A nursing home resident and outspoken advocate for other residents explains how trauma, which is all too common among her peers, can lead to misdiagnoses and inappropriate care. The solution, she says, is trauma-informed primary care in nursing homes. By Penny Shaw, PhD
Making the transition to life in a nursing home can be highly stressful. It’s a dramatic life change that new nursing-home residents are not prepared for. Deterioration in health, feeling abandoned by family, wanting to remain at home in a familiar environment, loss of privacy when sharing a small space with a stranger, a shattered sense of security and role in the community – these are all part of the transition into a nursing home. The loss of choice and control to choose previous routines and preferences, as well the numerous institutional rules, policies and practices to follow can lead to adverse emotional reactions. Primary care physicians using a trauma-informed approach to care successfully address feelings of being overwhelmed which, in long-term care facilities, are referred to as relocation stress or transfer trauma.
Transfer trauma has a wide range of physiological, cognitive, mood, behavioral and social manifestations: fatigue, appetite and digestion problems, headaches, sleep disturbances, confusion, difficulty concentrating, shock, anxiety, depression, and poor hygiene.
I personally suffered from transfer trauma when, after a year in a respiratory hospital where I knew the staff well, I was transferred to a nursing home. I remember the fear I had the night before leaving, when I talked to my night nurse about not knowing where I would be going. My stress was such that upon arrival at the nursing home, I’m told that I was confused and waving my arms. I had no idea where I was. I didn't talk and the staff gave me a communication board. They thought I was unable to speak because of a tracheotomy I had. But actually, I was traumatized. My functioning declined. I had been active in the respiratory hospital – had gotten up to do watercolors, talked to staff and patients, but now I was bedbound. As I later learned from reading my medical record, I had been misdiagnosed with psychosis and given an antipsychotic I didn’t need.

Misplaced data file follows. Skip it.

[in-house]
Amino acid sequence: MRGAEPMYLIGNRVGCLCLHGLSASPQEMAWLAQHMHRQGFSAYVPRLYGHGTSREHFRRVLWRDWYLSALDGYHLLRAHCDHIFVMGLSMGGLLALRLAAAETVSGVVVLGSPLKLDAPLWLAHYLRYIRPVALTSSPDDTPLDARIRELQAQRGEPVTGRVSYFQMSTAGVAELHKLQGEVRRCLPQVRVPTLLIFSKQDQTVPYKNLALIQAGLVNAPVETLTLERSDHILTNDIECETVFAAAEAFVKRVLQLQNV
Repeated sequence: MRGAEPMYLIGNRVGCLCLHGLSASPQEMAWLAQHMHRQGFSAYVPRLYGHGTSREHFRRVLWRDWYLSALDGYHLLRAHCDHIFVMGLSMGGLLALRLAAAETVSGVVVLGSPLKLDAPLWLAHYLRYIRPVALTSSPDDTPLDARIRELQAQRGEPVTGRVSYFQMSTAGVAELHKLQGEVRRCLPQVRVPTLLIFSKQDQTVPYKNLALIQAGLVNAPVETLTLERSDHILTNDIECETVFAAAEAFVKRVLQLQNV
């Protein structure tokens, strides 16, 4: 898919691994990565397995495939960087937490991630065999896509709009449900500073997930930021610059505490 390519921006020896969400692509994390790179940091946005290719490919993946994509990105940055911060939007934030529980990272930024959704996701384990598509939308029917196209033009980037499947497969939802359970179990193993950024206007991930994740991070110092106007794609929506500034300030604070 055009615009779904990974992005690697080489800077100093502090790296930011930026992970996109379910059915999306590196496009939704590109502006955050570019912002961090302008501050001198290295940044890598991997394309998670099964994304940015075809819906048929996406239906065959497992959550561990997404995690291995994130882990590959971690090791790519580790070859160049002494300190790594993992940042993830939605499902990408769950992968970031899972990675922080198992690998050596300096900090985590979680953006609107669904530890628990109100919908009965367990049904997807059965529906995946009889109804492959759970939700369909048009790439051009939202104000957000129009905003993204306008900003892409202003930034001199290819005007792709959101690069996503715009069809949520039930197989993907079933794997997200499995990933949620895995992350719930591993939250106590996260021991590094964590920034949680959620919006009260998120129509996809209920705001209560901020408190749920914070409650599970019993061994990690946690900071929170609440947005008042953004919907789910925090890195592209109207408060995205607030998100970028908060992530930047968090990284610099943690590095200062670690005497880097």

Other residents in the facility where I live are often traumatized. An older woman unable to walk after a fall wanted to go home and was sad, thinking this was the end of her life. Another woman was distraught saying she'd lost her home, now lived in a cubicle and was alone, as her daughter wasn't visiting her enough. A woman asked me her first day with us "Is this a prison? Can I leave if I want to?" I reassured her she could. A man puzzled over how he had survived a major head injury, only to end up in a place where people told him what to do. Another man, tragically, who could not accept that his wife had placed him in a facility, deteriorated and died.
Primary care physicians familiar with trauma recognize the varied symptoms and use a trauma-informed approach for diagnosis and treatment. During assessments, they look for signs of trauma. They ask questions of residents. In clinical decision-making, they identify symptoms indicative of trauma and diagnose correctly. They realize that mood disturbances might not be a sign of mental illness like bipolar disorder, but instead are normal given the circumstances. In this approach, physicians use the appropriate standard of care – non-pharmacological first, avoiding unnecessary drugs with a potential for adverse side effects, thus preventing additional health problems. Trauma-informed care plans connect physical, cognitive, mental and behavioral health to promote healing, eliminating or delaying progressive disability.